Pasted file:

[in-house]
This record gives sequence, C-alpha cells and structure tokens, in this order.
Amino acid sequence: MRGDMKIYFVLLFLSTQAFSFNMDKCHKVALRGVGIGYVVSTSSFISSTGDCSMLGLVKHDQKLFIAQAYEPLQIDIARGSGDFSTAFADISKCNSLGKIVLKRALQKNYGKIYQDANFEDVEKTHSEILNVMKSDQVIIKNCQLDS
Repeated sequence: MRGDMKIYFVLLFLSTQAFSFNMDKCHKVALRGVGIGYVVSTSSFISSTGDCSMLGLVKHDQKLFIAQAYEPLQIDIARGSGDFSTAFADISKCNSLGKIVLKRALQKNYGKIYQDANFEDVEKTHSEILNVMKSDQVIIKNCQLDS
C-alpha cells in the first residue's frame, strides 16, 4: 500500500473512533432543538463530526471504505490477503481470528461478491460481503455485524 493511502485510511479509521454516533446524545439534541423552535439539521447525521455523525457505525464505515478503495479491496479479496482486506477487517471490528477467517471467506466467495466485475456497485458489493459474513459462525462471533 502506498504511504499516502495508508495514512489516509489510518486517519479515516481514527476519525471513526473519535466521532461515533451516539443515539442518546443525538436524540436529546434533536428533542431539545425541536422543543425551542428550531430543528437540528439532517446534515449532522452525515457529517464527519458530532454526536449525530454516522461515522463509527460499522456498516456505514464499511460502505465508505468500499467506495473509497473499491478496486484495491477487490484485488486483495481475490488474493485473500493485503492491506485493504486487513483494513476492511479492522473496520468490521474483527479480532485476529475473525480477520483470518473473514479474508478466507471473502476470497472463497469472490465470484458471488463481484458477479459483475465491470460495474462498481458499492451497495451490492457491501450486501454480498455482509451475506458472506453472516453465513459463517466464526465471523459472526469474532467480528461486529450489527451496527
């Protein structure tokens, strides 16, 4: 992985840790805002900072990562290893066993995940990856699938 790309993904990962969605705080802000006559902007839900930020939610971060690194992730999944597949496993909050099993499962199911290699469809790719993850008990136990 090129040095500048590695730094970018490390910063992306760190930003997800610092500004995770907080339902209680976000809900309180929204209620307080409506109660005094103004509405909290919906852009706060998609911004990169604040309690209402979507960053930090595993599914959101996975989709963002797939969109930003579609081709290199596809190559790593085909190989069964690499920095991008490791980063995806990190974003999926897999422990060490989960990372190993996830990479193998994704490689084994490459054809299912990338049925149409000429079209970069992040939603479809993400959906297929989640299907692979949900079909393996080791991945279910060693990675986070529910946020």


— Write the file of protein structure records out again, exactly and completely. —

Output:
[in-house]
This record gives sequence, C-alpha cells and structure tokens, in this order.
Amino acid sequence: MRGDMKIYFVLLFLSTQAFSFNMDKCHKVALRGVGIGYVVSTSSFISSTGDCSMLGLVKHDQKLFIAQAYEPLQIDIARGSGDFSTAFADISKCNSLGKIVLKRALQKNYGKIYQDANFEDVEKTHSEILNVMKSDQVIIKNCQLDS
Repeated sequence: MRGDMKIYFVLLFLSTQAFSFNMDKCHKVALRGVGIGYVVSTSSFISSTGDCSMLGLVKHDQKLFIAQAYEPLQIDIARGSGDFSTAFADISKCNSLGKIVLKRALQKNYGKIYQDANFEDVEKTHSEILNVMKSDQVIIKNCQLDS
C-alpha cells in the first residue's frame, strides 16, 4: 500500500473512533432543538463530526471504505490477503481470528461478491460481503455485524 493511502485510511479509521454516533446524545439534541423552535439539521447525521455523525457505525464505515478503495479491496479479496482486506477487517471490528477467517471467506466467495466485475456497485458489493459474513459462525462471533 502506498504511504499516502495508508495514512489516509489510518486517519479515516481514527476519525471513526473519535466521532461515533451516539443515539442518546443525538436524540436529546434533536428533542431539545425541536422543543425551542428550531430543528437540528439532517446534515449532522452525515457529517464527519458530532454526536449525530454516522461515522463509527460499522456498516456505514464499511460502505465508505468500499467506495473509497473499491478496486484495491477487490484485488486483495481475490488474493485473500493485503492491506485493504486487513483494513476492511479492522473496520468490521474483527479480532485476529475473525480477520483470518473473514479474508478466507471473502476470497472463497469472490465470484458471488463481484458477479459483475465491470460495474462498481458499492451497495451490492457491501450486501454480498455482509451475506458472506453472516453465513459463517466464526465471523459472526469474532467480528461486529450489527451496527
């Protein structure tokens, strides 16, 4: 992985840790805002900072990562290893066993995940990856699938 790309993904990962969605705080802000006559902007839900930020939610971060690194992730999944597949496993909050099993499962199911290699469809790719993850008990136990 090129040095500048590695730094970018490390910063992306760190930003997800610092500004995770907080339902209680976000809900309180929204209620307080409506109660005094103004509405909290919906852009706060998609911004990169604040309690209402979507960053930090595993599914959101996975989709963002797939969109930003579609081709290199596809190559790593085909190989069964690499920095991008490791980063995806990190974003999926897999422990060490989960990372190993996830990479193998994704490689084994490459054809299912990338049925149409000429079209970069992040939603479809993400959906297929989640299907692979949900079909393996080791991945279910060693990675986070529910946020």